The end of July tends to be very colorful in my garden, and this year is no exception.

There’s a party going on at the far end of the rock garden, and all of the dragonflies, hummingbirds, and butterflies have been invited!


011The Balloon Flower started blooming the first week of July and has been going strong for four weeks now.  The same for the Monarda ‘Jacob Kline.’  The Black-eyed Susans started blooming in earnest last week.  The Coreopsis seems to be slowly winding down, though there are still a good number of buds.  The Russian Sage is much taller than I anticipated,and is blooming earlier than I expected.  Perhaps next year, I should trim it back in June to keep it bushier and delay its blooms?

Here is a long view of the rock garden.   “Someone” needs to mow the grass, and get rid of the clover blossoms that clutter up the scene.016The containers on the side porch are starting a resurgence of color, but I do so wish I had been able to find yellow Marguerite daisies this spring!  019The same “someone” who should mow the grass could stand to spend some time weeding between the pavers in front of the succulent bed!

Here is a comprehensive view of our side porch and the beds that border it:028It’s hard to see here, but I really like the pairing of the yellow-orange marigolds with the violet-blue of the tall Balloon Flower.  There’s other blue in this bed that has already come and gone–Munstead Lavender, Blue Flax, and ‘Butterfly Blue’ Scabiosa.

Along the back of the house, I have planted a small bed under the kitchen window.  It is a jumble of Lamb’s Ear, Jupiter’s Beard, tall Balloon Flower, Bee Balm, and a Butterfly Bush.  While I can see only the Butterfly Bush’s flowers from inside the window, I can see the hummingbirds who come to visit it and the Bee Balm while I’m washing dishes!005This space needs some weeding/culling out.  I think I’m going to take the Lamb’s Ears out of there, at the very least.  They add nothing beyond messiness to the mix.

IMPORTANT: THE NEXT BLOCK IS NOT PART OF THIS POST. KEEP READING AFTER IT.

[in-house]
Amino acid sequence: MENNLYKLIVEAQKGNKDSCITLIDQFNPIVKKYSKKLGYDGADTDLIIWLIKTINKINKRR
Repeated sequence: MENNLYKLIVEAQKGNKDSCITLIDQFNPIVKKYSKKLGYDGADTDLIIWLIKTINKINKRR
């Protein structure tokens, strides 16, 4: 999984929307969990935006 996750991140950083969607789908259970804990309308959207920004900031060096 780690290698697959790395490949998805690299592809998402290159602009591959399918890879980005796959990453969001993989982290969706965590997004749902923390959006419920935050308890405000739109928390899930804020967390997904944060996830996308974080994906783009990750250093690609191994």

Just a few steps away, the vegetable garden is coming along slowly.  Some of the red leaf lettuce we’ve been enjoying since June is going to seed now, but a few plants are still sending out new leaves, and I did plant a third round of seeds last week.  The second round, planted in late June, succumbed to torrential downpours the day after sowing and germinated very spottily.  The first green beans are nearly ready to pick, and the tomatoes have a good number of green fruits.  There are also basil, sunflowers, and zinnias (including ‘Zowie’) who have their first buds but no flowers yet.  Just outside the garden fence, in the upper right corner, Joe-Pye Weed, planted last year, stands tall and sports its first flowers.003I use an inch or two of grass clippings as mulch in my vegetable garden, and it is great for weed and moisture control, plus it adds nutrients to the soil as it breaks down.

Going around the the front of the house, here’s a view of the front porch.  I’m quite pleased with the performance of the hanging fuchsia, but I do miss the more solid color my usual baskets of impatiens have provided there in years past.039Here is the front step corner garden, where I am trying to replicate the bed of Lantanas and Gomphrena I saw at Penn State last summer.  I am not pleased.  The Lantana is not blooming well, and the Gomphrena is not spreading as I had hoped it might.  I suspect this bed is due for rejuvenation either this fall or early next spring.  037I have no complaints about the performance of the Dusty Miller here, though.  I planted all of it last year; it wintered over well and came back with a vengeance this year!

Finally, here is the driveway corner of the front walk.  The Cosmos (‘Pink Popsock,’ ‘Summer Dreams,’ and ‘Sensation’) are just getting started on their bloom cycles, and the Knockout rose is putting out new growth and buds for a late summer flush of flowers.    032Thank you to Helen, The Patient Gardener, for hosting this end of month garden meme!